The orthopaedic surgeons with University of Minnesota Health are internationally known for their expertise. They are committed to providing you with orthopedic care that combines excellence, service and compassion with innovative research and personalized patient education. First performed in 1960, hip replacement surgery is now a very common and successful procedure. Technological innovations are continuing to make the prosthetic implants more durable and long-lasting. You can expect your hip prosthesis to last 10 to 15 years.
Hip replacement surgery typically lasts one to three hours. The surgeon makes an incision six to eight inches long over the side of the hip through the muscles and removes the damaged tissue and cartilage from the hip joint. The physician then replaces the ball and socket parts of the hip joint with a prosthetic joint. In some cases, the surgeon is able to do this procedure using smaller incisions, which are associated with shorter recovery times. If you are older and less mobile, or if you are younger and have weaker bones, your surgeon will probably cement the new joint to your bone. If you are younger, more active and have strong bones, your surgeon may use an uncemented or “press fit” joint, to which the bone will grow and attach.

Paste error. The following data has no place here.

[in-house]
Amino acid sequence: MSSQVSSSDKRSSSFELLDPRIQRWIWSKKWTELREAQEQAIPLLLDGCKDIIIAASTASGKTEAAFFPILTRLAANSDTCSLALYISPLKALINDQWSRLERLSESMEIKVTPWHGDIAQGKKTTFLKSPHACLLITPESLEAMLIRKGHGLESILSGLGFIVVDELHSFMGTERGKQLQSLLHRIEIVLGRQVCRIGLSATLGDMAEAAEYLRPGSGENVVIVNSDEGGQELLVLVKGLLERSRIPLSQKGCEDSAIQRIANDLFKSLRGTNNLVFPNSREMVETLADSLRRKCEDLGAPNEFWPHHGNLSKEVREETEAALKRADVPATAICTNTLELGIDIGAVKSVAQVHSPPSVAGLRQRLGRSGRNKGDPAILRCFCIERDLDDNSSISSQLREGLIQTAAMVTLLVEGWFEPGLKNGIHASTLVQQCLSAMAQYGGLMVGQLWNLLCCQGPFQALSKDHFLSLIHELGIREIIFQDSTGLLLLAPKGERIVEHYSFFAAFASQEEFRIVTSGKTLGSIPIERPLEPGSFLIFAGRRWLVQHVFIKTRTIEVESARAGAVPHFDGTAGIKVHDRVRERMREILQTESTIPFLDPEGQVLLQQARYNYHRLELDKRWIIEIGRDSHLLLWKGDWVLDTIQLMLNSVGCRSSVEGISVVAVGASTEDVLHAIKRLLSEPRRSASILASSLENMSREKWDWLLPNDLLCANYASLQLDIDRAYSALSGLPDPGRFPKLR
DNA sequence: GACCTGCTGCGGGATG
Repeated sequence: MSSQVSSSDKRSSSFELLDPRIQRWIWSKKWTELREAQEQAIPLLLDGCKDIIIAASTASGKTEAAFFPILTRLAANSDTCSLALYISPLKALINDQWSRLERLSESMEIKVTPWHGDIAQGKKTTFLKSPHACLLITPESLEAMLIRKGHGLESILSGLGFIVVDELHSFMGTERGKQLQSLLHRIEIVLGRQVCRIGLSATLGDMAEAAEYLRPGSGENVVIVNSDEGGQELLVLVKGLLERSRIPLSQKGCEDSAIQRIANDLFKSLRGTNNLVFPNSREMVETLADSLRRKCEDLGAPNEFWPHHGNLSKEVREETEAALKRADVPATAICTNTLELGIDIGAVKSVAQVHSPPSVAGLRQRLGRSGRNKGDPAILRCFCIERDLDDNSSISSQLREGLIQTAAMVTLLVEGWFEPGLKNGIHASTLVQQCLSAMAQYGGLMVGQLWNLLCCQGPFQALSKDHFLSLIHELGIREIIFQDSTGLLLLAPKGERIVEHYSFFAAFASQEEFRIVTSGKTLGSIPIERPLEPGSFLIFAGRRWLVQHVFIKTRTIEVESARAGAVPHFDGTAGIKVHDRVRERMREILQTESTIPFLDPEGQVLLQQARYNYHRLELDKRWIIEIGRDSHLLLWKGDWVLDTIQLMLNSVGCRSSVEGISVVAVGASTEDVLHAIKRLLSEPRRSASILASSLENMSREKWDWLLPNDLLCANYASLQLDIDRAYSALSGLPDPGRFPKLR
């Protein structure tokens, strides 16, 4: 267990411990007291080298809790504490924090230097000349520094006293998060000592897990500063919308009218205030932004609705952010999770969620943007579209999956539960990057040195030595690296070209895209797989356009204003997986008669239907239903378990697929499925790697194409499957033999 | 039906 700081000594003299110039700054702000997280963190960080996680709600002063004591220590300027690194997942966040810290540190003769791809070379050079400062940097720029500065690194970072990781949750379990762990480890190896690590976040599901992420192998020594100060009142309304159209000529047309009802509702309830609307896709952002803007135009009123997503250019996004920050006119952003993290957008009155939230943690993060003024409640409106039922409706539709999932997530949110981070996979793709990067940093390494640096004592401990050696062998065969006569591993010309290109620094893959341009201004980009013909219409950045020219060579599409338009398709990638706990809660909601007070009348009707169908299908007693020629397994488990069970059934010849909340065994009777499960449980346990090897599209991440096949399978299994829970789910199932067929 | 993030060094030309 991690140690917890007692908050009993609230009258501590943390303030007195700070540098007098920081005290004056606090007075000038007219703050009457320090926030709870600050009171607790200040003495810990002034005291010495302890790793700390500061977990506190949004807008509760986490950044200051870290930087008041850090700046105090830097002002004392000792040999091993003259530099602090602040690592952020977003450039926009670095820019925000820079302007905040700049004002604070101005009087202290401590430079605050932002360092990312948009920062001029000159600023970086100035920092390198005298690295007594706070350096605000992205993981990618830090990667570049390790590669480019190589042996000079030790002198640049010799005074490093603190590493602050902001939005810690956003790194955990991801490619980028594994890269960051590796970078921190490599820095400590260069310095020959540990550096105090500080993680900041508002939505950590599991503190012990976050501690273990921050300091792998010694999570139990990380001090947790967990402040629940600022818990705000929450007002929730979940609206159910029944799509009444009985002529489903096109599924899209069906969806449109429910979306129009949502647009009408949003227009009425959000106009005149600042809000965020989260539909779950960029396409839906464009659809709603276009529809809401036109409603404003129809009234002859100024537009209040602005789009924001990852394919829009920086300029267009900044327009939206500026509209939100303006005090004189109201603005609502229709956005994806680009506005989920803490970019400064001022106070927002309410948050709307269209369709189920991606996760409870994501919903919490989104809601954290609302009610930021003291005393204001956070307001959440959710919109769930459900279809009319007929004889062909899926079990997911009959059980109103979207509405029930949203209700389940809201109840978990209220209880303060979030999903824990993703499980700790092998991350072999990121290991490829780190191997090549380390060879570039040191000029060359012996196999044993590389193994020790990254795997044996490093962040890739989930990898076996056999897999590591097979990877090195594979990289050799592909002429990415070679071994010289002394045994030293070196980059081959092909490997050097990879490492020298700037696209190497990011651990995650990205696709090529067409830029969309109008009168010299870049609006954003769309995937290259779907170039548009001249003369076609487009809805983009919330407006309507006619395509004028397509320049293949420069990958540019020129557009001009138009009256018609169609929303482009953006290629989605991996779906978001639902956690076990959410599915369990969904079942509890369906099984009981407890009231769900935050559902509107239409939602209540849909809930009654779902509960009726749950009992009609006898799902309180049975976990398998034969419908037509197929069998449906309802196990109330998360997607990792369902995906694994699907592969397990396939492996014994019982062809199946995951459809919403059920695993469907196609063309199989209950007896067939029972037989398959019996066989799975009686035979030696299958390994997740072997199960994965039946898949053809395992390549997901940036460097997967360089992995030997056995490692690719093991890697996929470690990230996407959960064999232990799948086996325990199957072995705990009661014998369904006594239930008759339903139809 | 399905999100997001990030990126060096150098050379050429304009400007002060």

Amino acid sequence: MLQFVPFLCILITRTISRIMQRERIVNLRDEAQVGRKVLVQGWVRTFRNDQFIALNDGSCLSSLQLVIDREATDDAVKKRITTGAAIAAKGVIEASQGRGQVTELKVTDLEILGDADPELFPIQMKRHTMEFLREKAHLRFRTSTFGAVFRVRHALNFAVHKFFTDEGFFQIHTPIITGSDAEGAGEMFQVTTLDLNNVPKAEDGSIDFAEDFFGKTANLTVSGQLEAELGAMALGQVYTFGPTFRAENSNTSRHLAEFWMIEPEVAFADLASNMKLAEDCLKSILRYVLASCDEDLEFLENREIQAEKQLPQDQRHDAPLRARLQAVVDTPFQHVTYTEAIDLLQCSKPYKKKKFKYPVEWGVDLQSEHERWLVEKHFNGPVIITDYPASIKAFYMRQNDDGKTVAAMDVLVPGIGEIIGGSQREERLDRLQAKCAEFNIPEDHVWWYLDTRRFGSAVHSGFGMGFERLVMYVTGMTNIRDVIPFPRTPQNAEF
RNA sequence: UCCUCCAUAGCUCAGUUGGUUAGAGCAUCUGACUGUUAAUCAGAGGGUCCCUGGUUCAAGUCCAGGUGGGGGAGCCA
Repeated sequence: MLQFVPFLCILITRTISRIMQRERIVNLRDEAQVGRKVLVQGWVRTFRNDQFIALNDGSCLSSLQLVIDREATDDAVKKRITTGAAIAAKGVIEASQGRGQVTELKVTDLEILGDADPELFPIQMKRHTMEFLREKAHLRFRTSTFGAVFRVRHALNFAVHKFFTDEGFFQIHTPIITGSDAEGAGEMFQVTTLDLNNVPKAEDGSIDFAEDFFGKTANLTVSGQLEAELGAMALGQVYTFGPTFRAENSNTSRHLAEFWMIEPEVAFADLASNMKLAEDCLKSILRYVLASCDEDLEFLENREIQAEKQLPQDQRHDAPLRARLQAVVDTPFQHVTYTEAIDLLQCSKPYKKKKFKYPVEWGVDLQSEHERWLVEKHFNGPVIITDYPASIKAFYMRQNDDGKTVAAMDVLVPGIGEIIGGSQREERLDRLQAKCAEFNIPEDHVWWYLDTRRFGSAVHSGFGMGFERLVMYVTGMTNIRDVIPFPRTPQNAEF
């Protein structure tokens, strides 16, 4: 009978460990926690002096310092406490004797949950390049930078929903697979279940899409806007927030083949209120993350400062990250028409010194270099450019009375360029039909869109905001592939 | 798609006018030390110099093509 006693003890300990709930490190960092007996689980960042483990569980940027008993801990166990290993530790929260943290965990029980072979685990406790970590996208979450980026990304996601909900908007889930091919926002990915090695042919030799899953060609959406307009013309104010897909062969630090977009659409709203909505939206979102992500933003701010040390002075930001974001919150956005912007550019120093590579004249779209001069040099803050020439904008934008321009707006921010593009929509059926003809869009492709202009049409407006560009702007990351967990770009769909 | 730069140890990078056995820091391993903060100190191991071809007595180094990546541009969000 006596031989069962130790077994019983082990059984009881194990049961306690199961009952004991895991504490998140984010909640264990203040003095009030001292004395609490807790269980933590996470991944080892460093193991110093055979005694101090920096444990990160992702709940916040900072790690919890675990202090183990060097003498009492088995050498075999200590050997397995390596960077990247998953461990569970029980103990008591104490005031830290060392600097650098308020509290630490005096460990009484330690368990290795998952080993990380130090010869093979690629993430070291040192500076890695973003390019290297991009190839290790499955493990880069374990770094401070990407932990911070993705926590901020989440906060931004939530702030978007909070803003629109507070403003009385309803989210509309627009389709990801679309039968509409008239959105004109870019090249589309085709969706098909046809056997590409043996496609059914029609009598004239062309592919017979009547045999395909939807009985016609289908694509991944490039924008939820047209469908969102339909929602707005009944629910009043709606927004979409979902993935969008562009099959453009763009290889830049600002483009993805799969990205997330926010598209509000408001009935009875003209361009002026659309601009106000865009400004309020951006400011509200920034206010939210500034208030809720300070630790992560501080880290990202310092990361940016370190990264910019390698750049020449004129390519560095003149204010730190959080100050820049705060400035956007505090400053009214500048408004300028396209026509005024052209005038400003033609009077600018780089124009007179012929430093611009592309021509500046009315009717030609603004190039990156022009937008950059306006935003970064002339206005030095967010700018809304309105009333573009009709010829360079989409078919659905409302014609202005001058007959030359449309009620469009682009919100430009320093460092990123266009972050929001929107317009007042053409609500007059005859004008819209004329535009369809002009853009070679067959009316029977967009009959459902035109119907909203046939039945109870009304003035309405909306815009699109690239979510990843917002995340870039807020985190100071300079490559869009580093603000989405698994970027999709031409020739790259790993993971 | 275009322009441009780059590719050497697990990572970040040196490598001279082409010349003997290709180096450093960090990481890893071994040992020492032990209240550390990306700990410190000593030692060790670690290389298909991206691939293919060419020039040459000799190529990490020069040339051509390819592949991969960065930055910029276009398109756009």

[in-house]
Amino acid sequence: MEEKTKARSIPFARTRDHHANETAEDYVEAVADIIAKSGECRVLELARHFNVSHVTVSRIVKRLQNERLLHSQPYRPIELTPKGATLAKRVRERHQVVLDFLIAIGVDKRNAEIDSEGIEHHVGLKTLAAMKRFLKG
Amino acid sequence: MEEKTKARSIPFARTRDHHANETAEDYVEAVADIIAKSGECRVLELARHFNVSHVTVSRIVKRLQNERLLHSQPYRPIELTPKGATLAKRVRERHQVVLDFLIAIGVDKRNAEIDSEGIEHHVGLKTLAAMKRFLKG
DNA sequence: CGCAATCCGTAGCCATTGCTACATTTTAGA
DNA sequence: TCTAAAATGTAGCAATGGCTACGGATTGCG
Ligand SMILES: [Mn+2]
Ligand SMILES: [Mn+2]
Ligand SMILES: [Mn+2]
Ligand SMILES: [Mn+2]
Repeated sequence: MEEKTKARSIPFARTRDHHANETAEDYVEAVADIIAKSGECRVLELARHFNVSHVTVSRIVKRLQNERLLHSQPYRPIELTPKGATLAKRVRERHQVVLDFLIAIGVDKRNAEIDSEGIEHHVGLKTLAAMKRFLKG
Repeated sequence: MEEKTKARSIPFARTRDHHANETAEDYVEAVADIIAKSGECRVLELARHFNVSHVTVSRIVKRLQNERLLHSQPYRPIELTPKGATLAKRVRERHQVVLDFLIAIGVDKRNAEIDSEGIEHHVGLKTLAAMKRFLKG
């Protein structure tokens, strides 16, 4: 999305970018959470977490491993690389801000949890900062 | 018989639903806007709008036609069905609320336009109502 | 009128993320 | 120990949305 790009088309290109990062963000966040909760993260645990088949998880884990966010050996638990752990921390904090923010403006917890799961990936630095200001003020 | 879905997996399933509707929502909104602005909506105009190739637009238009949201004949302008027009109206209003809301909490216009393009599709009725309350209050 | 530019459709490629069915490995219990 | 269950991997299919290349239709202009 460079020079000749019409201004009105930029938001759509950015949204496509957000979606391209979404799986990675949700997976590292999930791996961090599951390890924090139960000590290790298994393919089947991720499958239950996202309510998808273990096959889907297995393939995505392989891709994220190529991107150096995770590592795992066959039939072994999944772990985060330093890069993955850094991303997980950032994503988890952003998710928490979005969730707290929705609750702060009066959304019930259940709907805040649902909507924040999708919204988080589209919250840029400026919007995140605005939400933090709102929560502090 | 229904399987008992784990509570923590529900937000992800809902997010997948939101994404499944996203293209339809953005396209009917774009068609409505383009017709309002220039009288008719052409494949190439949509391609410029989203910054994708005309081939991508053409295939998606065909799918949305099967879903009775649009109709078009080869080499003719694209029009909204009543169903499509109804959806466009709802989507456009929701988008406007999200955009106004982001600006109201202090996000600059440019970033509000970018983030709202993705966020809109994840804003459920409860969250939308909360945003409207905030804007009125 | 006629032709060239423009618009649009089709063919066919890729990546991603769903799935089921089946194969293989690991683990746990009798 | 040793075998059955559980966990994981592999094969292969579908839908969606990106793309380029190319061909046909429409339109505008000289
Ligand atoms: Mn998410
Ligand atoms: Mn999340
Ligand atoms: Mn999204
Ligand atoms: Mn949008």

You will likely spend only two to three days in the hospital after hip replacement surgery. Physical therapy will be an important component of your hospital stay. It not only will help you recover from the procedure but also teach you new ways to perform your daily activities to prevent injury to your hip once you are back home.
It may take as long as three to six months for you to recover fully. Appropriate exercises such as walking, swimming, golf and biking can help reduce stiffness and increase strength and flexibility. You will no longer be able to engage in high impact activities such as running.